war crimes in Ukraine

The Tribunal for Putin (T4P) global initiative was set up in response to the all-out war launched by Russia against Ukraine in February 2022.

Jailed & now subjected to punitive psychiatry for being Muslim in Russian-occupied Crimea

Halya Coynash
Muslim Aliev, a Crimean Tatar held in detention since armed and masked men burst into his home, terrifying his children, in February this year, has now been forcibly placed in a psychiatric clinic in Simferopol. There are fears that he and other political prisoners will face undisclosed ‘psychiatric treatment’.

Muslim Aliev, a Crimean Tatar held in detention since armed and masked men burst into his home, terrifying his children, in February this year, has now been forcibly placed in a psychiatric clinic in Simferopol.  There are fears that he and other political prisoners will face undisclosed ‘psychiatric treatment’.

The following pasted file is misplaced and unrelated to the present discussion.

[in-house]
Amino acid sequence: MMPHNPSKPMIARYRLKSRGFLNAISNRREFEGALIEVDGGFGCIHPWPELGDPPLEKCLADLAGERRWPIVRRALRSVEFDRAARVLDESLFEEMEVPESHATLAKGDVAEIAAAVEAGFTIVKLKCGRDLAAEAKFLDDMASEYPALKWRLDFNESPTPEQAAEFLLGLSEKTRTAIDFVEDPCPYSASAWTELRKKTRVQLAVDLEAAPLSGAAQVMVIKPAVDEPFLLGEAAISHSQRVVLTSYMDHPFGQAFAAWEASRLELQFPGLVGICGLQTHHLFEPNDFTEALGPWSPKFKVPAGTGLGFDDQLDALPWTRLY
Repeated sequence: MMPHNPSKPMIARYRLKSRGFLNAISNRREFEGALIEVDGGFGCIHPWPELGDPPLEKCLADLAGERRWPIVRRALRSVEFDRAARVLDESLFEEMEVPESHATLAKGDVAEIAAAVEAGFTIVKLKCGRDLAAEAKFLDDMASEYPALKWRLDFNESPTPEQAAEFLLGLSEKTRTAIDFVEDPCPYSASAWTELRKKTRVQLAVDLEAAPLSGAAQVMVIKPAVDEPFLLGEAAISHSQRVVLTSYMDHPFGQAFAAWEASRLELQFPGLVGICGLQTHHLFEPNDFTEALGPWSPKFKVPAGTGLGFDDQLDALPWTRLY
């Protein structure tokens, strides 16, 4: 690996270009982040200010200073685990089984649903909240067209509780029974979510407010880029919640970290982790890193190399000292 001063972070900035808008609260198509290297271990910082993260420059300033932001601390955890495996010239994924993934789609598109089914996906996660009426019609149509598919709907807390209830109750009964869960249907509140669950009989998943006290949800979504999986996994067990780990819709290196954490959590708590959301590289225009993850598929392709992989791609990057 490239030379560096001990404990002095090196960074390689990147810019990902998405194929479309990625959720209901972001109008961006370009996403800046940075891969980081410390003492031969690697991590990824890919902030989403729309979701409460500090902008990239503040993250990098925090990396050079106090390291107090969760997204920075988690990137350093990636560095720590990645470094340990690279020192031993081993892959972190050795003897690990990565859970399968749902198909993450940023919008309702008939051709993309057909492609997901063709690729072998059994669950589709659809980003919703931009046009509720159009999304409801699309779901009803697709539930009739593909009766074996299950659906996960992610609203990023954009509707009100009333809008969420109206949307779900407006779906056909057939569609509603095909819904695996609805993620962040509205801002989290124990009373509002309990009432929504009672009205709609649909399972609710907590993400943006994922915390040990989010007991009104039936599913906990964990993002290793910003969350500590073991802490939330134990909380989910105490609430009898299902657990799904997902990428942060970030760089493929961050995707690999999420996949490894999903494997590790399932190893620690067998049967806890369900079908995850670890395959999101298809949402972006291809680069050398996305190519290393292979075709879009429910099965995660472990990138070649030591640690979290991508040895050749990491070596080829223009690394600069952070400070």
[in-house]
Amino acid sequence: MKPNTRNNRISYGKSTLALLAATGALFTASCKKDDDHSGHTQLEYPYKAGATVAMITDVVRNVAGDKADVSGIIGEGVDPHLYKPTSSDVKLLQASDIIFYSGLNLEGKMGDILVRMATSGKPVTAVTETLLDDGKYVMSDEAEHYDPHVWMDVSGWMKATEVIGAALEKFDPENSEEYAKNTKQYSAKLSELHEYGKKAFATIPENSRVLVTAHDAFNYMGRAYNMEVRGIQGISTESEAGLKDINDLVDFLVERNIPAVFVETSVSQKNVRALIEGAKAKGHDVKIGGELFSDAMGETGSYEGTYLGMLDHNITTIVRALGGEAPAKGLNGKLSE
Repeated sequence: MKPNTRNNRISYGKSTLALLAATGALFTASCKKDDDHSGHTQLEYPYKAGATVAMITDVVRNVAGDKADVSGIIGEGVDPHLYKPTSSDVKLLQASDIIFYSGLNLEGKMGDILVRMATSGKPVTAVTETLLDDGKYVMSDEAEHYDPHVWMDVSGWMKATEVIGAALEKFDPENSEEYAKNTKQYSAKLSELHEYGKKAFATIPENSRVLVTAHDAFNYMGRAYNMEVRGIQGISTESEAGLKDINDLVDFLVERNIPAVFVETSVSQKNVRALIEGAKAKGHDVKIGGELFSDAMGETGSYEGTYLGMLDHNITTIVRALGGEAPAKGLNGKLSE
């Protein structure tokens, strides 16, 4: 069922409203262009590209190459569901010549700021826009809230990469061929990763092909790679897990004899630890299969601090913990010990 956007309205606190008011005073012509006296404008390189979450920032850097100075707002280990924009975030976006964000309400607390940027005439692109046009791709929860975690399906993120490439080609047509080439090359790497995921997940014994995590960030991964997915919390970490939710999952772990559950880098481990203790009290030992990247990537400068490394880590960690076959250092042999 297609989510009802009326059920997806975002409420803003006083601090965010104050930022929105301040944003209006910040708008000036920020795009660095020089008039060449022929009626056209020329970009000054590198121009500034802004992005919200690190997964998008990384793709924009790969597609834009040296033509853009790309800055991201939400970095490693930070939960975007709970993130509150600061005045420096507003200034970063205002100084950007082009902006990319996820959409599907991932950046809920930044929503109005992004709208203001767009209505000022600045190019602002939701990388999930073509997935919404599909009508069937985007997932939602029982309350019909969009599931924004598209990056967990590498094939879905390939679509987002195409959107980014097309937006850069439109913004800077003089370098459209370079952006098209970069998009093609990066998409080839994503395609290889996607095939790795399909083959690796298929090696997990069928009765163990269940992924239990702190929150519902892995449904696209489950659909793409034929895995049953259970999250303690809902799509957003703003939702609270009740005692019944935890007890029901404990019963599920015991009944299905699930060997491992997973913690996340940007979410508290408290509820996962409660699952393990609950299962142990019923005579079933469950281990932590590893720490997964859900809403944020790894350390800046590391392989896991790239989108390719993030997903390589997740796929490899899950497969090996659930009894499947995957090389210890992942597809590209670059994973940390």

Aliev has been held in detention since February 2016 when armed and gratuitously violent searches were carried out of a large number of mainly Crimean Tatar homes in the Yalta region.  His wife, Nadzhiye Adzhi-Mamutova says that it’s impossible to describe the experience of that morning in words.  Armed men burst into their home, and threw her husband to the floor.  One of the children tried to hide in the bed, asking when the armed and masked men were going to kill them all.

They were read out a court search order which Aliev’s wife says sounded just like a sentence.  The search was purportedly for weapons, etc.  They found none, nor anything else incriminating, but he was arrested anyway. 

43-year-old Aliev has four children, one of whom was gravely ill as a child, and still has serious medical issues.  He worked at several jobs in order to pay for the medical treatment his daughter required, and devoted any free time to his family, though was always ready to help neighbours when needed.  He is well-known and respected in Kutuzovka where the family live. 

His eldest daughter Gulzum has now become very involved in Crimean Solidarity, the civic initiative uniting families of the ever-increasing number of Crimean political prisoners under Russian occupation.